By contrast, "the Huns seemingly offered no moral or religious justification, however thin or unconvincing. They sought neither to find a new homeland on Roman territory nor to glorify themselves as heroic freedom fighters warring down a harsh imperial regime."

"The Huns appear more brutal precisely because they had no known motive for their raids beyond the acquisition of booty and captives." This last observation is particularly important because the rise of Islam can be traced directly to the same purpose. It was, however, masked by Mohammed's promise of paradise for anyone who fell in battle and servitude for those conquered.

Here's where the similarities between America and the ancient Romans get really interesting. At the same time the nation engages Islamic terrorism, our national sovereignty — the integrity of our borders — is being challenged as not just thousands, but millions have invaded to take up residence among us. This repeats the pattern that brought down the Roman Empire.

Having forsaken universal conscription, the U.S. depends on an all-voluntary military to project our power. The Romans, toward the end, often allied with the Goths to fight the Huns and, on occasion, allied with the Huns as well. With the exception of the British, Canadians and Australians, our military allies are mostly for show.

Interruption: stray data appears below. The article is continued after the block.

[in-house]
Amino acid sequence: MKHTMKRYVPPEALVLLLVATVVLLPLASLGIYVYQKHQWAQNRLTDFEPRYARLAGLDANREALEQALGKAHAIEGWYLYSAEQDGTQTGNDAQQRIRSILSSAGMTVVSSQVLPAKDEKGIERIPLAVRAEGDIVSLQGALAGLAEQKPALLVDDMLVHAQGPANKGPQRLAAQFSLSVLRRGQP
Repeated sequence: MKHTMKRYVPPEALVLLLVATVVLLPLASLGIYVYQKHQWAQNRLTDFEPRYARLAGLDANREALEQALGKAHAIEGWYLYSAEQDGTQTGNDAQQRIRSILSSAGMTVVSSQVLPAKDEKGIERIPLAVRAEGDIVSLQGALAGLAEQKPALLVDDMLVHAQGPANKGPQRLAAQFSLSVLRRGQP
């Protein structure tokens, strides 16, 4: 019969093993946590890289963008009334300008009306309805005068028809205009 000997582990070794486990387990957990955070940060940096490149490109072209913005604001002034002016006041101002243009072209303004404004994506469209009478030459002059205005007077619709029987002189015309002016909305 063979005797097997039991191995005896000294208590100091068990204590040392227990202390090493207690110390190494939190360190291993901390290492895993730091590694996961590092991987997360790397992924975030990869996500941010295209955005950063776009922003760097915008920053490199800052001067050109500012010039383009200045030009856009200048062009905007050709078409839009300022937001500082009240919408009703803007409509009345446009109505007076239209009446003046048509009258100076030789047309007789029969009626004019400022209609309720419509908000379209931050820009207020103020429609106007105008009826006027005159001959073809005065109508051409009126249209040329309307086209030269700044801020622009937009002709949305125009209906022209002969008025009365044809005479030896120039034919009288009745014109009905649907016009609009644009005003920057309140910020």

Not only is our financial stability at risk, but since the 1960s, the level of decadence in our society has risen, reflected in popular culture and media. Our primary and secondary educational system has become an abject failure.

Recently, while in Russia, President Obama said, "The future does not belong to those who gather armies on a field of battle or bury missiles in the ground."

This ignores the entire history of civilization. It is criminally naοve. The future, just as in the past, will belong to whoever has the greatest military with the financial power and the willingness to use it.

Ronald Reagan said, "Freedom is never more than one generation away from extinction. We didn't pass it to our children in the bloodstream. It must be fought for, protected, and handed on for them to do the same, or one day we will spend our sunset years telling our children and our children's children what it was once like in the United States where men were free."

And as John Adams warned, "Democracy never lasts long. It soon wastes, exhausts and murders itself. There was never a democracy that did not commit suicide."

© Alan Caruba

 

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Alan Caruba

Best known these days as a commentator on issues ranging from environmentalism to energy, immigration to Islam, Alan Caruba is the author of two recent books, "Right Answers: Separating Fact from Fantasy" and "Warning Signs" — both collections of his commentaries since 2000 and both published by Merril Press of Bellevue, Washington... (more)